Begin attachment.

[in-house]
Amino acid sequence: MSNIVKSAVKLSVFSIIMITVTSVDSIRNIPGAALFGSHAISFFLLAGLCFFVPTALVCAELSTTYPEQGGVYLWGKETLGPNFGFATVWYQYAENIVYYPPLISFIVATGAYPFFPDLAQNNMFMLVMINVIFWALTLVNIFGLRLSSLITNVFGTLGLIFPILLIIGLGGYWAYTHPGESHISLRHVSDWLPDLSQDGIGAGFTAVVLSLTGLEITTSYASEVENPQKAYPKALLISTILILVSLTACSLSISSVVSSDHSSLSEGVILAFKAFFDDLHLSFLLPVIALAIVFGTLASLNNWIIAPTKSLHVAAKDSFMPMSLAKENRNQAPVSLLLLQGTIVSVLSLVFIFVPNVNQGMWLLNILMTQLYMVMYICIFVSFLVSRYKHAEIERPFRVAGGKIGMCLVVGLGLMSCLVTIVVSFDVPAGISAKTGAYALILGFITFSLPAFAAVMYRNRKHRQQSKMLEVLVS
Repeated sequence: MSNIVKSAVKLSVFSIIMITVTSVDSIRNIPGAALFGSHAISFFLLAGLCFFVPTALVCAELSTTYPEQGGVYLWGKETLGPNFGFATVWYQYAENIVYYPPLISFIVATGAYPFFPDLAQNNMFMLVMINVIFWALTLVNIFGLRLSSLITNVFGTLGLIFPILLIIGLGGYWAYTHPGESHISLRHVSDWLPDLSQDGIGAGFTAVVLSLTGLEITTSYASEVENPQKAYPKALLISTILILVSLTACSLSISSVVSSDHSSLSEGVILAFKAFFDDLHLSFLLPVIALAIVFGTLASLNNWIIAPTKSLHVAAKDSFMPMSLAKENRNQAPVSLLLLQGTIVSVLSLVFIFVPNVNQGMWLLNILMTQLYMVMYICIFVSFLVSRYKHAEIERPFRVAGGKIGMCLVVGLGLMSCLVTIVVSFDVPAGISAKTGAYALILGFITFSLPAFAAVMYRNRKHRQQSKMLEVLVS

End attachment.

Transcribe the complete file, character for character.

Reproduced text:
[in-house]
Amino acid sequence: MSNIVKSAVKLSVFSIIMITVTSVDSIRNIPGAALFGSHAISFFLLAGLCFFVPTALVCAELSTTYPEQGGVYLWGKETLGPNFGFATVWYQYAENIVYYPPLISFIVATGAYPFFPDLAQNNMFMLVMINVIFWALTLVNIFGLRLSSLITNVFGTLGLIFPILLIIGLGGYWAYTHPGESHISLRHVSDWLPDLSQDGIGAGFTAVVLSLTGLEITTSYASEVENPQKAYPKALLISTILILVSLTACSLSISSVVSSDHSSLSEGVILAFKAFFDDLHLSFLLPVIALAIVFGTLASLNNWIIAPTKSLHVAAKDSFMPMSLAKENRNQAPVSLLLLQGTIVSVLSLVFIFVPNVNQGMWLLNILMTQLYMVMYICIFVSFLVSRYKHAEIERPFRVAGGKIGMCLVVGLGLMSCLVTIVVSFDVPAGISAKTGAYALILGFITFSLPAFAAVMYRNRKHRQQSKMLEVLVS
Repeated sequence: MSNIVKSAVKLSVFSIIMITVTSVDSIRNIPGAALFGSHAISFFLLAGLCFFVPTALVCAELSTTYPEQGGVYLWGKETLGPNFGFATVWYQYAENIVYYPPLISFIVATGAYPFFPDLAQNNMFMLVMINVIFWALTLVNIFGLRLSSLITNVFGTLGLIFPILLIIGLGGYWAYTHPGESHISLRHVSDWLPDLSQDGIGAGFTAVVLSLTGLEITTSYASEVENPQKAYPKALLISTILILVSLTACSLSISSVVSSDHSSLSEGVILAFKAFFDDLHLSFLLPVIALAIVFGTLASLNNWIIAPTKSLHVAAKDSFMPMSLAKENRNQAPVSLLLLQGTIVSVLSLVFIFVPNVNQGMWLLNILMTQLYMVMYICIFVSFLVSRYKHAEIERPFRVAGGKIGMCLVVGLGLMSCLVTIVVSFDVPAGISAKTGAYALILGFITFSLPAFAAVMYRNRKHRQQSKMLEVLVS